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Thanks to all who voted in the “which Plank should I submit to this competition” poll, and the winner (of the poll, not the competition!) is “The Man in the Canary Waistcoat”.  So this weekend I will be preparing the first five thousand-ish words of that for submission, and then it’s fingers crossed until winners are announced in February 2018.

In other news, I have been working in Guernsey all week and so have had little time for writing, but I have managed about 600 words.  I’m still struggling a little with the plot of “Plank 5”, in that I have the basic plot but want more complication – you know how I like to have several strands to the story.  But I am reasonably confident that the additional strands will reveal themselves as I go along – they always have in the past.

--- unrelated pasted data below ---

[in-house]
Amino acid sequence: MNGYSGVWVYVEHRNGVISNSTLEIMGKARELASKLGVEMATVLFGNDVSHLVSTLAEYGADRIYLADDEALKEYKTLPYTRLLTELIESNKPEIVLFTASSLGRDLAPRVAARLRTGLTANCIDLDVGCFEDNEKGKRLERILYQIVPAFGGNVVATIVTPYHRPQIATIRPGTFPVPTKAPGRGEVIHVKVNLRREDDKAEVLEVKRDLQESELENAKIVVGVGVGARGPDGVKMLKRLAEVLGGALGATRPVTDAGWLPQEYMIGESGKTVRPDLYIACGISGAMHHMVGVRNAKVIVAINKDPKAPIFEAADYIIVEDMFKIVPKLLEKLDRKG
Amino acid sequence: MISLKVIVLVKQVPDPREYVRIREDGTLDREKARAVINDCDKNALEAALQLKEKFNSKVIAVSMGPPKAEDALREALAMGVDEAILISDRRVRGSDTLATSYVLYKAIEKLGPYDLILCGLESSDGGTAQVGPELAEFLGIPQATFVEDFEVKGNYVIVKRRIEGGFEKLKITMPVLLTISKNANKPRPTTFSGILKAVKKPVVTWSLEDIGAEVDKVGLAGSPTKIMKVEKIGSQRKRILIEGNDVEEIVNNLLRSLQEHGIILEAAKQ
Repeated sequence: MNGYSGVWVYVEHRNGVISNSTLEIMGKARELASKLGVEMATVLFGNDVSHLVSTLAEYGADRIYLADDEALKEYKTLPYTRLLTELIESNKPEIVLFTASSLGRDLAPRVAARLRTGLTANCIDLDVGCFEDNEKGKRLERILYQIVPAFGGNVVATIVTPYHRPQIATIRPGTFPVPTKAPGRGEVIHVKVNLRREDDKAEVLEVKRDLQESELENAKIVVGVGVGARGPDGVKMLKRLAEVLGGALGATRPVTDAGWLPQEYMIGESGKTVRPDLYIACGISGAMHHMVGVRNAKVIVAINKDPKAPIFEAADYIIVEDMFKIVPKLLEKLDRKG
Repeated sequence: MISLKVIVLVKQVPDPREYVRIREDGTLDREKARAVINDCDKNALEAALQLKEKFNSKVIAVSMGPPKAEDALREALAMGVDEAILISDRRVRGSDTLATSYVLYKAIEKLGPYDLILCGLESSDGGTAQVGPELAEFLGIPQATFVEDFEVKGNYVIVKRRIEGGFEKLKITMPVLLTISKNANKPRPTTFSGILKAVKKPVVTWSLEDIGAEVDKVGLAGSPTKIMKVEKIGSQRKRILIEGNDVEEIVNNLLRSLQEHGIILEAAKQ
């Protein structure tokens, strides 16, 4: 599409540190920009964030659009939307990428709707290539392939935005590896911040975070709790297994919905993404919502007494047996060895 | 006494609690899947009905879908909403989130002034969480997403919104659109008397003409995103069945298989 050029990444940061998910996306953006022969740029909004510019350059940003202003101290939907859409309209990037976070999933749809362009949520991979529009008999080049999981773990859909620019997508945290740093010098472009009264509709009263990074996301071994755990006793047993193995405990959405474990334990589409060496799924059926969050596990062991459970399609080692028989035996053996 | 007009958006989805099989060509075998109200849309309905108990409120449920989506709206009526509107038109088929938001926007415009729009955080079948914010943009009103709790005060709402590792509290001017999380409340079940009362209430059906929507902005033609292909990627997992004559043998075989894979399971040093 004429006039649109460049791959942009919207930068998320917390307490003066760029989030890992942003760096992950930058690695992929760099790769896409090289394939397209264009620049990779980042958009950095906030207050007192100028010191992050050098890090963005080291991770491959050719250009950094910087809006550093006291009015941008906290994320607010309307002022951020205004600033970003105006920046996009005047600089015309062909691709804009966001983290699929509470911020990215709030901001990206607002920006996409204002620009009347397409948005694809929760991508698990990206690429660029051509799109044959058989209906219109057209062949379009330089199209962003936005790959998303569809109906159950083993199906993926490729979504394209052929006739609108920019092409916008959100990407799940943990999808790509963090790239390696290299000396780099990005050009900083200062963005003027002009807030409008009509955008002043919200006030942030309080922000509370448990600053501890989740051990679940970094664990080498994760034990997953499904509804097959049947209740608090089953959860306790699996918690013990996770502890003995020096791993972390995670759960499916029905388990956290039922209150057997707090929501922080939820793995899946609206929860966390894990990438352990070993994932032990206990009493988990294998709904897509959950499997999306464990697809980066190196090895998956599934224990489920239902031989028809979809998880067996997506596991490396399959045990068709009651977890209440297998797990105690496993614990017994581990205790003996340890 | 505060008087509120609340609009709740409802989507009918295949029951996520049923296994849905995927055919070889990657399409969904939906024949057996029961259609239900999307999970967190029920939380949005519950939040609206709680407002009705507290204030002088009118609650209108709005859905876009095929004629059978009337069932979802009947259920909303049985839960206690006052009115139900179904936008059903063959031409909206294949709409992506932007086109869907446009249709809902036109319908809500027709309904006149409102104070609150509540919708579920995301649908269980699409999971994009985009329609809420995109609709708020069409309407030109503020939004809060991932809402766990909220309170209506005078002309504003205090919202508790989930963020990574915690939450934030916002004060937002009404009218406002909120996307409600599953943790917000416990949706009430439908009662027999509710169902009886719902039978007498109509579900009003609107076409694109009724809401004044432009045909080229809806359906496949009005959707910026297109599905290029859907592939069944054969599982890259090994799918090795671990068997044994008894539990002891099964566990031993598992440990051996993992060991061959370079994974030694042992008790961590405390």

On the promotional side of things, I read recently in a magazine that Sophie Raworth (an English news-reader on the telly) has a book review blog.  She seems nice and approachable, and so I tweeted her to ask whether I could send her a copy of “Canary” – it’s set partly in Langham Place, now the home of the BBC, and I thought that might appeal.  I have not had a reply, which perhaps is not surprising.  But I do try!

I have also taken my book of newspaper columns – “Susan in the City” – into the Cambridge branch of WH Smith (a large chain of bookshop/stationer/newsagents), to see whether they would be interested in stocking it on their “local interest” shelf.  The manager seems keen – he said that the sale-or-return basis of my offer was crucial – but he still needs to put the case to head office.  I’m hoping to hear by the end of next week.  As regular readers will know, putting copies in physical bookshops actually costs me money (in other words, it costs me more to order the books from CreateSpace and have them shipped from the US than I make from the eventual sales) but I see it as a promotional move, to get the books being read and – hopefully – recommended.  Although, as with all my promotional efforts, it is all but impossible to assess the success of the approach!

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